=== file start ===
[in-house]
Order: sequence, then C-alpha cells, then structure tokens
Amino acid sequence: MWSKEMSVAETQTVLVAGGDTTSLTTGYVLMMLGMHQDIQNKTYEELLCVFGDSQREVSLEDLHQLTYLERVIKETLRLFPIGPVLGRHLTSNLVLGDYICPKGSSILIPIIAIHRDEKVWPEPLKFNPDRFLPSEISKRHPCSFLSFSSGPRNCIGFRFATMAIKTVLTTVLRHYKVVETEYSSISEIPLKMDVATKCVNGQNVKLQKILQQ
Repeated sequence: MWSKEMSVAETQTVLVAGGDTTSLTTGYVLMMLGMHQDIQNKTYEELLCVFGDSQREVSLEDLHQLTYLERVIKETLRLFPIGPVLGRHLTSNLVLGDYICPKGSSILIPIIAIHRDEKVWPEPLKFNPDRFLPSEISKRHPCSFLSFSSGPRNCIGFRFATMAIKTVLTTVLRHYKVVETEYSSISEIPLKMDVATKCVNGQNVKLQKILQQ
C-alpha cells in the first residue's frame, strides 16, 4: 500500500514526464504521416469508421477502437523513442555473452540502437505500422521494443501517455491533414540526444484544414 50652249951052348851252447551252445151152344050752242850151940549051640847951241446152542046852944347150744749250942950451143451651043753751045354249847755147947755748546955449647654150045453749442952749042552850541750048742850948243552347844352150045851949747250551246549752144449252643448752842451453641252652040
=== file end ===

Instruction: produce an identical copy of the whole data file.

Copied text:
[in-house]
Order: sequence, then C-alpha cells, then structure tokens
Amino acid sequence: MWSKEMSVAETQTVLVAGGDTTSLTTGYVLMMLGMHQDIQNKTYEELLCVFGDSQREVSLEDLHQLTYLERVIKETLRLFPIGPVLGRHLTSNLVLGDYICPKGSSILIPIIAIHRDEKVWPEPLKFNPDRFLPSEISKRHPCSFLSFSSGPRNCIGFRFATMAIKTVLTTVLRHYKVVETEYSSISEIPLKMDVATKCVNGQNVKLQKILQQ
Repeated sequence: MWSKEMSVAETQTVLVAGGDTTSLTTGYVLMMLGMHQDIQNKTYEELLCVFGDSQREVSLEDLHQLTYLERVIKETLRLFPIGPVLGRHLTSNLVLGDYICPKGSSILIPIIAIHRDEKVWPEPLKFNPDRFLPSEISKRHPCSFLSFSSGPRNCIGFRFATMAIKTVLTTVLRHYKVVETEYSSISEIPLKMDVATKCVNGQNVKLQKILQQ
C-alpha cells in the first residue's frame, strides 16, 4: 500500500514526464504521416469508421477502437523513442555473452540502437505500422521494443501517455491533414540526444484544414 50652249951052348851252447551252445151152344050752242850151940549051640847951241446152542046852944347150744749250942950451143451651043753751045354249847755147947755748546955449647654150045453749442952749042552850541750048742850948243552347844352150045851949747250551246549752144449252643448752842451453641252652040